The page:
Coming up on his third decade of making music, Bob Marley's eldest son Ziggy had already climbed the charts with a series of reggae-pop hits before doing some of that mid-career wandering that artists often do, going off on pleasing larks such as children's albums (2009's Family Time) or a return to rootsy reggae (2011's Wild & Free). All the while, he watched his younger brothers Damian and Stephen launch the 21st century electro-roots revolution, but rather than join their fray, his superior 2014 effort Fly Rasta finds him acting as the Marley kids' proud elder statesmen. Here, he's able to bundle his past into an album that's a welcome combination of comfortable and vital, kicking off with the very jam band "I Don't Wanna Live on Mars," a playful number that punches and high-kicks before sliding into a funky groove that recalls Ziggy's old crew, the Melody Makers.
The eldest of the Marley siblings, Ziggy has had a career that stretches over three decades. Arguably the Marley whose voice is the closest facsimile to his dad's, Ziggy can always be counted on to craft conscious one drop reggae with memorable melodies and the right amount of laidback bass. This is on show here, but there's more.With Fly Rasta, Marley presents wide-ranging knowledge of roots and culture, as well as some funk, soul, rock and pop know-how.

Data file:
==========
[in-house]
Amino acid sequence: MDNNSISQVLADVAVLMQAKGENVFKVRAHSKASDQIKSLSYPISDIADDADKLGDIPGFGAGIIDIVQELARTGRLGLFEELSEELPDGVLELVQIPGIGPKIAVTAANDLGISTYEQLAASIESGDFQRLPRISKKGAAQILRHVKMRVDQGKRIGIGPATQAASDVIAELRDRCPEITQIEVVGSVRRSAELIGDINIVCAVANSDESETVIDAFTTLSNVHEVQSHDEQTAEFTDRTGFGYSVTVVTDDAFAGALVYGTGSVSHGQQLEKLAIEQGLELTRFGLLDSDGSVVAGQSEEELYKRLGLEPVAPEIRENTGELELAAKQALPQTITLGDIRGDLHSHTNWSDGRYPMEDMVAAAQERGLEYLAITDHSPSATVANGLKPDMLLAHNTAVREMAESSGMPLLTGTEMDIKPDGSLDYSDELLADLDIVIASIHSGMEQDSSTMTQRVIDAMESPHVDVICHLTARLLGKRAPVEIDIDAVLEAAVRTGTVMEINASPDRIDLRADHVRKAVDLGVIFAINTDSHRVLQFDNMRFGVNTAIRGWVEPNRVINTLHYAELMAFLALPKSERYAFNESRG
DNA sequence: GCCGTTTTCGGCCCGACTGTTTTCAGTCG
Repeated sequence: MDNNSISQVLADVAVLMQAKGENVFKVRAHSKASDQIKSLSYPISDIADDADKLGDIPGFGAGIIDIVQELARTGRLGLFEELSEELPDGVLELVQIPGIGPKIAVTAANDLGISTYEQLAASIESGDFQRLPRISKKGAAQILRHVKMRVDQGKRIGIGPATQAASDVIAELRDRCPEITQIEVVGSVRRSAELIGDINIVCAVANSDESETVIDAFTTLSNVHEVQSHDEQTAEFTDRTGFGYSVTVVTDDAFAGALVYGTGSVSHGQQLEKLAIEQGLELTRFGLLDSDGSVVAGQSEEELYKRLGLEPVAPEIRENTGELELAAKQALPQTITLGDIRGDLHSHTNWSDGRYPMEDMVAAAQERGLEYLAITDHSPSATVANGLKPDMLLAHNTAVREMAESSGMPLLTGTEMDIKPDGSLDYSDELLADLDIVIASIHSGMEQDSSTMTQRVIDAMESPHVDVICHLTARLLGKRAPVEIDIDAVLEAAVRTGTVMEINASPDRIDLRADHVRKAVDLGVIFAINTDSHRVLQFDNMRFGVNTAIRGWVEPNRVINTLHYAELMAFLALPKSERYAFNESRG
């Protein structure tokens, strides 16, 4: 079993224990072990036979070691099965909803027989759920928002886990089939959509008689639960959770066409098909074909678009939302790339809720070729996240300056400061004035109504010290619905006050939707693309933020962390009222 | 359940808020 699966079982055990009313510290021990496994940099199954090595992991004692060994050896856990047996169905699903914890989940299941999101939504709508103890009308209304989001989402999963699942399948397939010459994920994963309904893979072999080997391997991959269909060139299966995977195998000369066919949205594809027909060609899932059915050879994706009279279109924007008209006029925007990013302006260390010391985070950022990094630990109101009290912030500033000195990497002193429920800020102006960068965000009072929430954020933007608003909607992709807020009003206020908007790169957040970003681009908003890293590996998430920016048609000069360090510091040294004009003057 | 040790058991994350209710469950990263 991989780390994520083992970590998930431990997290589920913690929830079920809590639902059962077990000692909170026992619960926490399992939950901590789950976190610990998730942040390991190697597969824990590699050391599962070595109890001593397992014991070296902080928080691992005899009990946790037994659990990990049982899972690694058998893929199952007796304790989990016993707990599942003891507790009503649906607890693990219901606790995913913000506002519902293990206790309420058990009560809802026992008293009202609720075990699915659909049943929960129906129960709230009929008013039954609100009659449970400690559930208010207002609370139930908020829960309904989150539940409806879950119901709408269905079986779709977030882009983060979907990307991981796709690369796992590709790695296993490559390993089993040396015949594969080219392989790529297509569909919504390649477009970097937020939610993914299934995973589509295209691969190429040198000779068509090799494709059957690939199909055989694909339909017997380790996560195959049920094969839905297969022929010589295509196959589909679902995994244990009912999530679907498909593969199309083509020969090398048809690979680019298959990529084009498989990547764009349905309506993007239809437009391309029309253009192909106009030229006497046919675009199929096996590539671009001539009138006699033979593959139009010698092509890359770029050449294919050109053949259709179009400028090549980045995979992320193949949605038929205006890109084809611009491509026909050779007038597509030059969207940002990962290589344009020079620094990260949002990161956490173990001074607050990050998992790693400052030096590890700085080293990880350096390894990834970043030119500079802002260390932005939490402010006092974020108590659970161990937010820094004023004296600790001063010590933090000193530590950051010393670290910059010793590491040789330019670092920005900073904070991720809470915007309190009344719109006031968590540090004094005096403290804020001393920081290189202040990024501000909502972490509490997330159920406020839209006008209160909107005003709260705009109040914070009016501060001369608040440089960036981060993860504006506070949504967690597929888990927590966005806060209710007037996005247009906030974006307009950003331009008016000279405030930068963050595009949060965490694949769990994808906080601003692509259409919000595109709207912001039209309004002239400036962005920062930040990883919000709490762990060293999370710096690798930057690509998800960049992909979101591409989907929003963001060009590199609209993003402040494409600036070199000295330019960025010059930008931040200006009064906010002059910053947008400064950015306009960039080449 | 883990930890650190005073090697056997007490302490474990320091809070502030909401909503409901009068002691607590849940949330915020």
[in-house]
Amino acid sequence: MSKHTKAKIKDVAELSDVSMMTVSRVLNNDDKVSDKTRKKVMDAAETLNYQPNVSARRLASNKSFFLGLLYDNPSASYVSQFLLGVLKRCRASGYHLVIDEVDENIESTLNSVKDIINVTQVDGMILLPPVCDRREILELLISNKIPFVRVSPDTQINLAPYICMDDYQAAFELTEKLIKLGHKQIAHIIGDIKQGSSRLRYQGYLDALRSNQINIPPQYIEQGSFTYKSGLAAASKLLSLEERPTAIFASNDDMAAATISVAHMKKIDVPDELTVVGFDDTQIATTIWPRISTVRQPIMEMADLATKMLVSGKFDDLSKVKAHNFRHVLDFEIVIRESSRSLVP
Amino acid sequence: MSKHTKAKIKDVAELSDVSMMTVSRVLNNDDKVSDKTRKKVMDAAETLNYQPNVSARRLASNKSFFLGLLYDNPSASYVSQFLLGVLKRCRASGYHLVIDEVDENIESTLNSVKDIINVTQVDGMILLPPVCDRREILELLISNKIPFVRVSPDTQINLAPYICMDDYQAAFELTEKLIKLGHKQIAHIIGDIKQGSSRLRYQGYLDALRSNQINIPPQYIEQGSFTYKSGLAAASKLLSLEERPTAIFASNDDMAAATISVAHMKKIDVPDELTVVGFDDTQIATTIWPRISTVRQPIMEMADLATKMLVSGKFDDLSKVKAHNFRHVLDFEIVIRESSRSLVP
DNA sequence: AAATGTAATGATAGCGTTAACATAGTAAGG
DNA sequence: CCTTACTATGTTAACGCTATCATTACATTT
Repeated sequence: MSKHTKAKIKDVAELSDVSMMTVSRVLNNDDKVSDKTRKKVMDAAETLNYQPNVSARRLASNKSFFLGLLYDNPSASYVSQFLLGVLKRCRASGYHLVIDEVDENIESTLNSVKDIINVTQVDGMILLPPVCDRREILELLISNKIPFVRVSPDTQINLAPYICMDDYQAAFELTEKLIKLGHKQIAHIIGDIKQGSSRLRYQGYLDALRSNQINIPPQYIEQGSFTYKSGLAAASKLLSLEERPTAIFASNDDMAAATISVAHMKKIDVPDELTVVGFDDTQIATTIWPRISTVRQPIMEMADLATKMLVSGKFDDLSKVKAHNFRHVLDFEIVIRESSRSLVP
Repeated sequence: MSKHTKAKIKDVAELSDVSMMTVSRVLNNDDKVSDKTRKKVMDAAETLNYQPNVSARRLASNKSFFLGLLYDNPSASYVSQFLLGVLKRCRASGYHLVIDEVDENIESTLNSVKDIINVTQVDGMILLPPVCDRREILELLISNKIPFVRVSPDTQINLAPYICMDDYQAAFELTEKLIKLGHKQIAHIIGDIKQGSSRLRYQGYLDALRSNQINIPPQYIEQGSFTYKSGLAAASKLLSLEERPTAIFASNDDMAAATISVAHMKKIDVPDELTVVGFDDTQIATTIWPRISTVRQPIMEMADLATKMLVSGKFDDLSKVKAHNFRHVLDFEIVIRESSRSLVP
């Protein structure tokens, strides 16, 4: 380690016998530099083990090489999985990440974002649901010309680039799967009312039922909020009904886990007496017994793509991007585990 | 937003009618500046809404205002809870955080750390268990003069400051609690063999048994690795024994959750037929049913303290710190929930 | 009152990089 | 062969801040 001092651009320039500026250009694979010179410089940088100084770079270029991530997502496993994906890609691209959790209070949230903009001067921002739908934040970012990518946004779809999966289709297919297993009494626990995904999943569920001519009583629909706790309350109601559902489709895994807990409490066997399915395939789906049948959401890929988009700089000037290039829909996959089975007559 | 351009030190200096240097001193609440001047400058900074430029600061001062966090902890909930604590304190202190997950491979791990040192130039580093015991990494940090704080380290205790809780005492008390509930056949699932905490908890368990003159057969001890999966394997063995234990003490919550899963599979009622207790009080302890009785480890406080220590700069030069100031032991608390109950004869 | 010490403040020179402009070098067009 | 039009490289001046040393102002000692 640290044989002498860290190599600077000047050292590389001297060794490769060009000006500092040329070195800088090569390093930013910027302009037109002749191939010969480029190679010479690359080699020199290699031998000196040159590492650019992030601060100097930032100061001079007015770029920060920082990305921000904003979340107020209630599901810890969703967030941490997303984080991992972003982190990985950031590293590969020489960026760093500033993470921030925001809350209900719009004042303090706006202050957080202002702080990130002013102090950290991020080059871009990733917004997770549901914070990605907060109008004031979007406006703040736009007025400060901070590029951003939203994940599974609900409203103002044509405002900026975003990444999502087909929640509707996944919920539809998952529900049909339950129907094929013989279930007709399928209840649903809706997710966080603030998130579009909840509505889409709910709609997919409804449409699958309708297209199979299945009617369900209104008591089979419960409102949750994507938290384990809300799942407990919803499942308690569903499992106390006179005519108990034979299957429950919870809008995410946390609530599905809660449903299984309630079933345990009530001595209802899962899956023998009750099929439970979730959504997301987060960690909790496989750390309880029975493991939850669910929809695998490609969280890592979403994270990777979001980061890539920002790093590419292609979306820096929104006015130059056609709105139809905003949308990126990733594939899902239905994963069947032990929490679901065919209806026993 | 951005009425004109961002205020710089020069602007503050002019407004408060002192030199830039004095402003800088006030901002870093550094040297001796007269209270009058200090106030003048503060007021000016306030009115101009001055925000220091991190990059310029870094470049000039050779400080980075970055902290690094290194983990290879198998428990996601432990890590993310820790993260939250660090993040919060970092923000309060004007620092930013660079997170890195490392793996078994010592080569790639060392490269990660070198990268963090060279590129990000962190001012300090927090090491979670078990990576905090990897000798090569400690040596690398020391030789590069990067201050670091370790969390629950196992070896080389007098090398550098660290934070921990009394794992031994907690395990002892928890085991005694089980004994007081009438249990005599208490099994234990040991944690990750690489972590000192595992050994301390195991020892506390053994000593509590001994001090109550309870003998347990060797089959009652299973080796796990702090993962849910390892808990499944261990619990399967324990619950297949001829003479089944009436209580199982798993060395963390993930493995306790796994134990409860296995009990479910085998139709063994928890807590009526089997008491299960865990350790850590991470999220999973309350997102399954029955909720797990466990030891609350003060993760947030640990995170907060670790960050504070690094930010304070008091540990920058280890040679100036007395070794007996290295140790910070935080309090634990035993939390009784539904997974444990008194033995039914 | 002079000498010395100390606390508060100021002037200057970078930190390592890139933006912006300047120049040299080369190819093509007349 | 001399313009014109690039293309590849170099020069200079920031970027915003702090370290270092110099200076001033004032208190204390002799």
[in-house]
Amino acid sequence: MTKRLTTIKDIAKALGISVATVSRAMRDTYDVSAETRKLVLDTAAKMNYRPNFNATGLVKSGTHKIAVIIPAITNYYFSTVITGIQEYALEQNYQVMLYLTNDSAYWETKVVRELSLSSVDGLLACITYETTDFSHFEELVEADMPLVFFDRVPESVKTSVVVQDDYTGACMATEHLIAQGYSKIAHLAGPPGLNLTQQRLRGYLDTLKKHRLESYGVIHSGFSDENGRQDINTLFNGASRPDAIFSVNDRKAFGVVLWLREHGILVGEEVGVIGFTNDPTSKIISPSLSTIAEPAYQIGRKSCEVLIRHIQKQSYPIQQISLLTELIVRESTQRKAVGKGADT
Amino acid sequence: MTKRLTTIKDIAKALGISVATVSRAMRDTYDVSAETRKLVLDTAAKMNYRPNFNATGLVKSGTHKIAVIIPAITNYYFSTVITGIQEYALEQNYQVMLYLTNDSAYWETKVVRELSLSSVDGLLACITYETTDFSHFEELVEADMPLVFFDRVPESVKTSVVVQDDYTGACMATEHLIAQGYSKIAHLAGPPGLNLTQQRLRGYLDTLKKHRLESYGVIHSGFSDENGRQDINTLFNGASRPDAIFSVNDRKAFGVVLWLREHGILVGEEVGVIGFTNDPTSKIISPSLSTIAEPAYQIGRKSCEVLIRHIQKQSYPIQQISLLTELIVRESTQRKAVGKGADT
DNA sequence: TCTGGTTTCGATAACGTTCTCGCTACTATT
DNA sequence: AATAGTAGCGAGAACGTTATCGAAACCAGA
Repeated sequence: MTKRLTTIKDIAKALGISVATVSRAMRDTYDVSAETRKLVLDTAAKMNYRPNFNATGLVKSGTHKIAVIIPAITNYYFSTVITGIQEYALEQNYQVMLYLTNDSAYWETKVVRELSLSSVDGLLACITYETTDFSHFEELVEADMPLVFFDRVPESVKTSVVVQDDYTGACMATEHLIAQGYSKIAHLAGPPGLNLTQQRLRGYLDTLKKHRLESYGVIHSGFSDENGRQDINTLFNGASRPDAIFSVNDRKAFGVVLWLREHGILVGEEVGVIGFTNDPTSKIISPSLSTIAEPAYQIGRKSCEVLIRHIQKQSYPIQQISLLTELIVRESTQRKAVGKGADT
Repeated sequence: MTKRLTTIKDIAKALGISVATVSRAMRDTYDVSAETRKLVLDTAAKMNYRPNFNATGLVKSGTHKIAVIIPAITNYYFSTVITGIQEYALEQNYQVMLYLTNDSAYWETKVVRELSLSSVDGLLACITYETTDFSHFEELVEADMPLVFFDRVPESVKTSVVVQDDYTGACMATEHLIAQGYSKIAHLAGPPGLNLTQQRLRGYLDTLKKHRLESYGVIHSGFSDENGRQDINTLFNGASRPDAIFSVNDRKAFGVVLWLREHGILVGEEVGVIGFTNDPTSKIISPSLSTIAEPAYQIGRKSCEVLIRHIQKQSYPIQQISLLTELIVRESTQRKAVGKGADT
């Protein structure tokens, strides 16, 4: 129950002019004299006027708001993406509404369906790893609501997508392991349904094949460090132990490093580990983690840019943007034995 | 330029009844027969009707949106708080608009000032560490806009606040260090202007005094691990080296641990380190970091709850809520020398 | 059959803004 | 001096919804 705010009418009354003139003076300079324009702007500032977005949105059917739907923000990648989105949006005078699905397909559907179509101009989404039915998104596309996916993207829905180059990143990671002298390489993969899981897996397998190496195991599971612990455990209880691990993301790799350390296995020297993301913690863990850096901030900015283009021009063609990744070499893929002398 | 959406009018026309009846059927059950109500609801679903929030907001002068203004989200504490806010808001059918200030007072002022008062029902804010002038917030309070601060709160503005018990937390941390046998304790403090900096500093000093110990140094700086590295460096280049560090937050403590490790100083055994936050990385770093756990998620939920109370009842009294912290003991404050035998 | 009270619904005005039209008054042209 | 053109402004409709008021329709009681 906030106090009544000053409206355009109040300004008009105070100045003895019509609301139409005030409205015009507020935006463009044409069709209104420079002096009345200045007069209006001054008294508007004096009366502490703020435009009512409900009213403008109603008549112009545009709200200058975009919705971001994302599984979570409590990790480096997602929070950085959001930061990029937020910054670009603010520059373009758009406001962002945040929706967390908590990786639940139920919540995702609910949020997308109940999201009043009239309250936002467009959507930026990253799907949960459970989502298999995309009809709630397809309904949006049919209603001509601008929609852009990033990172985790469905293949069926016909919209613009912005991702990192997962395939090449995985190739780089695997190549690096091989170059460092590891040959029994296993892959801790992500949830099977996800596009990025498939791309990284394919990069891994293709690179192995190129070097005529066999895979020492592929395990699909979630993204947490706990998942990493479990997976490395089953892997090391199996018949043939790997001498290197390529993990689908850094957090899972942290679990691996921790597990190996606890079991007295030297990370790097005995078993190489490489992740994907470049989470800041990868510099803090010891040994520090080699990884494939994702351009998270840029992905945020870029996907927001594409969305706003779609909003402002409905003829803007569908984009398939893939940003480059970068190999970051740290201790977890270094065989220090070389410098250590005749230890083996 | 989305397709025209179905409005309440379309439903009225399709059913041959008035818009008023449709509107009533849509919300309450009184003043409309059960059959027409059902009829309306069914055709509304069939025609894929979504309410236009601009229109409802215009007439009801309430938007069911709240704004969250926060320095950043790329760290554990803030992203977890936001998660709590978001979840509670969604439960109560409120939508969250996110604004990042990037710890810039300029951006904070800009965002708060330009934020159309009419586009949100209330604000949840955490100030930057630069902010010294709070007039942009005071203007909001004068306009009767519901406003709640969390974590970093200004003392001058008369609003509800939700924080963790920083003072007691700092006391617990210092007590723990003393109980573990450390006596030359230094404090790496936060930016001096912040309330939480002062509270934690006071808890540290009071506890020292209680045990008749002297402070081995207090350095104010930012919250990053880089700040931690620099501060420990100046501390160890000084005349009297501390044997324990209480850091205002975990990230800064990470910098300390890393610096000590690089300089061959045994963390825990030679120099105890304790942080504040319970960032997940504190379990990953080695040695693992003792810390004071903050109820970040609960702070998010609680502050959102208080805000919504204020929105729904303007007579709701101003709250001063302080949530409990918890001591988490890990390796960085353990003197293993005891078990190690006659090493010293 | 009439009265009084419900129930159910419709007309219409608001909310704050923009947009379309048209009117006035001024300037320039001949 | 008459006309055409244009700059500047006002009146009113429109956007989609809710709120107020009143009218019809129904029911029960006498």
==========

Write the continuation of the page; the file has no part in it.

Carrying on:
Bob Marley is justly celebrated for bringing Jamaican music to a worldwide audience, and son Ziggy has done his best to keep his dad's flame alive, garnering Grammy awards along the way. It begins – over-optimistically, as it turns out – with the sound of a countdown to take-off. Opening track I Don't Wanna Live On Mars sets Fly Rasta's grisly tone – watery pop-reggae with a One Love, save-the-planet message.